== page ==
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3-D printing, also known as additive manufacturing, is a rapidly expanding technology. Every industry from aerospace to dentistry is exploring how these methods can be used to transform their businesses. As industry shifts its focus to additive, policymakers are also moving their attention to its potential economic impact.

On March 16, College of Engineering faculty Jack Beuth and Adam Feinberg, along with Vice Provost for Research Gary Fedder participated in a congressional briefing to the House Manufacturing Caucus and the Maker Caucus titled “Additive manufacturing/3-D printing: transforming industry, creating new economic opportunity.” Hosted by Carnegie Mellon University and America Makes in Washington, D.C., the briefing examined how additive manufacturing is transforming U.S. industry and creating new economic opportunity.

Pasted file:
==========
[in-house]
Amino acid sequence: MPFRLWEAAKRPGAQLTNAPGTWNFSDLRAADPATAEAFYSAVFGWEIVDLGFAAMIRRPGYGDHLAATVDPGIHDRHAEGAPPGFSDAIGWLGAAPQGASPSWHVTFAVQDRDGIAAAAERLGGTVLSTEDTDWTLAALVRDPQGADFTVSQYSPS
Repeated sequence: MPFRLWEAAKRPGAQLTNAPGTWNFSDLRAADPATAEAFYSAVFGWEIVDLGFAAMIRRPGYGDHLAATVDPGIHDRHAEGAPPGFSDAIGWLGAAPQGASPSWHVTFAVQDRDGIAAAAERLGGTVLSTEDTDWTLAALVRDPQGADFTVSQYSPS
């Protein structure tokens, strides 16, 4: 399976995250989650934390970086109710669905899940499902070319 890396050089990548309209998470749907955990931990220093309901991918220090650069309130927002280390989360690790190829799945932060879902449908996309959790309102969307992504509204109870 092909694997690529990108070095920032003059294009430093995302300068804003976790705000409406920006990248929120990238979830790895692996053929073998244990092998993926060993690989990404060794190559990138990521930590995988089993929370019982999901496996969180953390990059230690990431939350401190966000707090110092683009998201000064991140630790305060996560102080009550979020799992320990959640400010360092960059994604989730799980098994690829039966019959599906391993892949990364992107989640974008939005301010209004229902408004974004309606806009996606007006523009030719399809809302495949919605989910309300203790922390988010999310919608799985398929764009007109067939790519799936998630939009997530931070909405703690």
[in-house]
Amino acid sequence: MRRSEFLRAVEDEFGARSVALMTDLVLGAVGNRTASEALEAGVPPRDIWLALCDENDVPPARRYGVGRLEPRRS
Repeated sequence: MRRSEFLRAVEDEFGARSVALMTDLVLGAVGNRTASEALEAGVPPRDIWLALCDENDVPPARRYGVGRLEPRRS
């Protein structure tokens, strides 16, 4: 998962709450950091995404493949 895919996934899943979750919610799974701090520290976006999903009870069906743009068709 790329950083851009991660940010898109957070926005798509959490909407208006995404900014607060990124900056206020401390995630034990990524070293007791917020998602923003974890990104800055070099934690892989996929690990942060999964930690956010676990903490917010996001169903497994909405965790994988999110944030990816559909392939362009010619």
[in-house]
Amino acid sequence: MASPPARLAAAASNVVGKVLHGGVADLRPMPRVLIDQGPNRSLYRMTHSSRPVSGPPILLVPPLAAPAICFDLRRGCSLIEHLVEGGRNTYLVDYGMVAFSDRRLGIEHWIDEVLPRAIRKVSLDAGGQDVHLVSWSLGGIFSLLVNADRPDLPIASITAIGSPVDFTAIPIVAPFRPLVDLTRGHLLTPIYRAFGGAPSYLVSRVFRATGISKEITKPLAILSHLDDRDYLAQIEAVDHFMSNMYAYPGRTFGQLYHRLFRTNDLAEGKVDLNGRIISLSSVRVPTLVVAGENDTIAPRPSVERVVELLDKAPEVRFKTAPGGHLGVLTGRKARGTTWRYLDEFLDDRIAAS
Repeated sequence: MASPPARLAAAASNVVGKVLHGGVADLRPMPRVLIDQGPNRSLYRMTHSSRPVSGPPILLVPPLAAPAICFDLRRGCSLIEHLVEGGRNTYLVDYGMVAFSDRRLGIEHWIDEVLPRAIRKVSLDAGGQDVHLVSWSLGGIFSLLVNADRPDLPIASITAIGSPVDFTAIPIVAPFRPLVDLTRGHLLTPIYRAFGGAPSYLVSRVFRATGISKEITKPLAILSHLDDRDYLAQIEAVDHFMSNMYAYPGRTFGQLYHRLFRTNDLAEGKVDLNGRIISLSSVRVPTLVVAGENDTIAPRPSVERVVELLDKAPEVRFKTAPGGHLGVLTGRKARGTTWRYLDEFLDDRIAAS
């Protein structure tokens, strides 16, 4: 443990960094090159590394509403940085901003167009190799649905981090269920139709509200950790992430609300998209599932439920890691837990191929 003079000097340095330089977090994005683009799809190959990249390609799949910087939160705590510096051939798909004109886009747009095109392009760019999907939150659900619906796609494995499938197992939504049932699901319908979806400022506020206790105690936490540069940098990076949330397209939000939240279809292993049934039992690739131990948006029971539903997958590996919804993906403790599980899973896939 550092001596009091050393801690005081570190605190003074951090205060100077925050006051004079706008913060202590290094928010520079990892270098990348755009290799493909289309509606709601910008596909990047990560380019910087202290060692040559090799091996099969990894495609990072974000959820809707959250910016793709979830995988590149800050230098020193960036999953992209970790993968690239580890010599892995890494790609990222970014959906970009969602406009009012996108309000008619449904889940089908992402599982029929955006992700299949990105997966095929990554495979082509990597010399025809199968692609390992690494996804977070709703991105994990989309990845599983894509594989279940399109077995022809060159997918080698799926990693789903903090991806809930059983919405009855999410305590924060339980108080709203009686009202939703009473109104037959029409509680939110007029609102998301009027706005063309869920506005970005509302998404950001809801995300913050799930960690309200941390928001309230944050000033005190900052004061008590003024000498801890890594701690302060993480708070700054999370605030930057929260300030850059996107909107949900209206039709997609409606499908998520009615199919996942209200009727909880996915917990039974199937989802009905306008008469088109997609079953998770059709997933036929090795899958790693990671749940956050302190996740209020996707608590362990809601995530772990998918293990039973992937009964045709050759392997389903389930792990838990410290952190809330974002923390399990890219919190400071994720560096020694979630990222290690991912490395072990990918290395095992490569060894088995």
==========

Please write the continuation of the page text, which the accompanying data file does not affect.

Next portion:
Beuth, professor of mechanical engineering and director of the NextManufacturing Center, discussed the future of metals additive manufacturing and how industry and academia can take advantage of the technology. Feinberg, associate professor of materials science and engineering and biomedical engineering, covered 3-D bioprinting for medical applications and his research in 3-D printing human tissue.